The JUNOS software architecture is designed to be highly scalable, secure, and flexible, allowing network administrators to build and manage large, complex networks with ease. The modular design of the JUNOS software allows administrators to add new features and functionality without impacting the existing functionality of the system. Additionally, the JUNOS software provides a robust set of management and monitoring tools, making it easier to manage, troubleshoot, and maintain large and complex networks.
Control and forwarding planes
The control plane and forwarding plane are two distinct functional components of a network device, such as a router or switch.
The control plane is responsible for managing the network's routing and forwarding tables, determining the best path for incoming data, and managing the device's configuration and behavior. This includes tasks such as running routing protocols, processing firewall policies, and performing other control-plane functions.
The forwarding plane is responsible for forwarding data packets between network interfaces based on the information in the routing and forwarding tables. This includes tasks such as forwarding packets based on their destination addresses, applying Quality of Service (QoS) policies, and performing other data-plane functions.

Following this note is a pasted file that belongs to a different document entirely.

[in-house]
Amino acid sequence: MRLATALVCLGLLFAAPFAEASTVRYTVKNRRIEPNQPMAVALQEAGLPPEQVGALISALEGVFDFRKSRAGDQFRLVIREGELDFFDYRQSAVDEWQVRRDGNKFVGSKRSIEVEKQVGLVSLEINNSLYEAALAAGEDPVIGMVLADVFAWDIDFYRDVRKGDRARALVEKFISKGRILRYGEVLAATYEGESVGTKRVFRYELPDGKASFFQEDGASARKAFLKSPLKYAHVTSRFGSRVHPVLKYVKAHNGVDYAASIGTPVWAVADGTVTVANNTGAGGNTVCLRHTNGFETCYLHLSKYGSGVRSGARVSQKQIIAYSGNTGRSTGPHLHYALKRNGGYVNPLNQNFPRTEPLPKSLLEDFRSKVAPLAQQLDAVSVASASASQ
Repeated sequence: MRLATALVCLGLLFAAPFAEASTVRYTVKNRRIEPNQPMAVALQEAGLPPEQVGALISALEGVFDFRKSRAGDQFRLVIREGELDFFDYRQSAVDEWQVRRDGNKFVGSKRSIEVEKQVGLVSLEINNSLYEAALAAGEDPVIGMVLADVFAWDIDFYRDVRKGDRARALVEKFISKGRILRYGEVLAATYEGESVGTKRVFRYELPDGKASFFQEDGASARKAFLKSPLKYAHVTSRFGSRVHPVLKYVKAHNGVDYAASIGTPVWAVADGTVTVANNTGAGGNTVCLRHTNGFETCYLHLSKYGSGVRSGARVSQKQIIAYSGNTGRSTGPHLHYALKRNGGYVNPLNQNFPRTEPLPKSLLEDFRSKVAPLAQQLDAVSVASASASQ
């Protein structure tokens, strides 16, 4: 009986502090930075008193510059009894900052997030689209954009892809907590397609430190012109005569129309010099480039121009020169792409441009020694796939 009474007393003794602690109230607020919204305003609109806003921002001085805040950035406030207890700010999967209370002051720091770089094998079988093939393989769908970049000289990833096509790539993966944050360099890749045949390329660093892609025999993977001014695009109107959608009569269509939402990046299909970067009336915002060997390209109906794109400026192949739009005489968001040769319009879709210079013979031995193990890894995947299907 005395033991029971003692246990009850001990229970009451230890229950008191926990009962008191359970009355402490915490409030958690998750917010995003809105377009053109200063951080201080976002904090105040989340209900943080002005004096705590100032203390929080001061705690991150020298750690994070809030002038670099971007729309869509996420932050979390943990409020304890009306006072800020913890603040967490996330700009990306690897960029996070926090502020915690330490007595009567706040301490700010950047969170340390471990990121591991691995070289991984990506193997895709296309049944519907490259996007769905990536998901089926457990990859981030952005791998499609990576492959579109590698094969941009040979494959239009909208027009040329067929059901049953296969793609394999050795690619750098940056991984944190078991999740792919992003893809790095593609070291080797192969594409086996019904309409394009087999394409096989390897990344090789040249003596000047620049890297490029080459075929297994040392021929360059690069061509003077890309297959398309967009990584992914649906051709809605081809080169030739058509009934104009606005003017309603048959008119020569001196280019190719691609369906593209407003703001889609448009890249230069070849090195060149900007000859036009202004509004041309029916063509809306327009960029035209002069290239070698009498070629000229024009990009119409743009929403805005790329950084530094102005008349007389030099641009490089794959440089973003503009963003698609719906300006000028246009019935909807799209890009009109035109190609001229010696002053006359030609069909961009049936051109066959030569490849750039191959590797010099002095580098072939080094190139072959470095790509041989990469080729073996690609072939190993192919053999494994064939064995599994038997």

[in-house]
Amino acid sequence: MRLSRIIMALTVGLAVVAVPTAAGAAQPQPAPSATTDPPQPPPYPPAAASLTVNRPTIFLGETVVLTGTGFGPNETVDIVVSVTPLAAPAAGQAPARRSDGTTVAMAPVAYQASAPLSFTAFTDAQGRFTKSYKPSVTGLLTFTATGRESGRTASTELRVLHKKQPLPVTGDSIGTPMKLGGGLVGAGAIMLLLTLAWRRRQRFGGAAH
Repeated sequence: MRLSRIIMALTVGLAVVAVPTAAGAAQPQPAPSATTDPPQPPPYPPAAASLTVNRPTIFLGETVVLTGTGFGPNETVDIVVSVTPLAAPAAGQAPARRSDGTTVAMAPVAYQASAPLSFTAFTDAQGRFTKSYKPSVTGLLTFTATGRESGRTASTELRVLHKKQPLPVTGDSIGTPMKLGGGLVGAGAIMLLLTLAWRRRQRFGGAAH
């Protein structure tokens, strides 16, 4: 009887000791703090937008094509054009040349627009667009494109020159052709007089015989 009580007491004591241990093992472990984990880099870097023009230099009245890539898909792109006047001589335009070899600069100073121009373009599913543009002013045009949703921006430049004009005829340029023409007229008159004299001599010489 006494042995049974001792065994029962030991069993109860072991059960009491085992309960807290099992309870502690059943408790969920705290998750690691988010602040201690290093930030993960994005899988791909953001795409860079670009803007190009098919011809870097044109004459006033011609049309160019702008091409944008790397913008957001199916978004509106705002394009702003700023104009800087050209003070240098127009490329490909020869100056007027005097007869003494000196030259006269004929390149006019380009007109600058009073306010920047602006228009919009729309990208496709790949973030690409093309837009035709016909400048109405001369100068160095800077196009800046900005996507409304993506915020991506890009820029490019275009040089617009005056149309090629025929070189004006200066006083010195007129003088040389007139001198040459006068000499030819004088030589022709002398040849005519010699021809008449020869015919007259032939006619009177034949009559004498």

The separation of the control and forwarding planes allows network devices to perform these functions independently and in parallel, providing efficient and scalable operation. This also allows the control plane to be isolated from the forwarding plane, improving security and resilience against attacks on the network.
JUNOS Transit traffic processing
JUNOS transit traffic refers to the data packets that are forwarded through a network device, such as a Juniper router, as they travel from their source to their destination.
In JUNOS, transit traffic is processed by the Forwarding Engine (FE) component of the JUNOS software architecture. The FE is responsible for the data-plane functions of the JUNOS software and is responsible for forwarding transit traffic through the network device.
When a packet arrives at the device, the FE performs a lookup in the routing and forwarding tables to determine the best path for the packet. If a route is found, the FE will forward the packet to the next hop in the network. If a route is not found, the packet will be dropped.
In addition to forwarding transit traffic, the FE can also perform other data-plane functions, such as Quality of Service (QoS) management, traffic shaping, and rate limiting. These functions can be used to control and manage transit traffic as it passes through the network device.
Overall, JUNOS transit traffic processing provides a scalable and efficient way to forward transit traffic through a network, allowing administrators to build and operate large and complex networks with ease.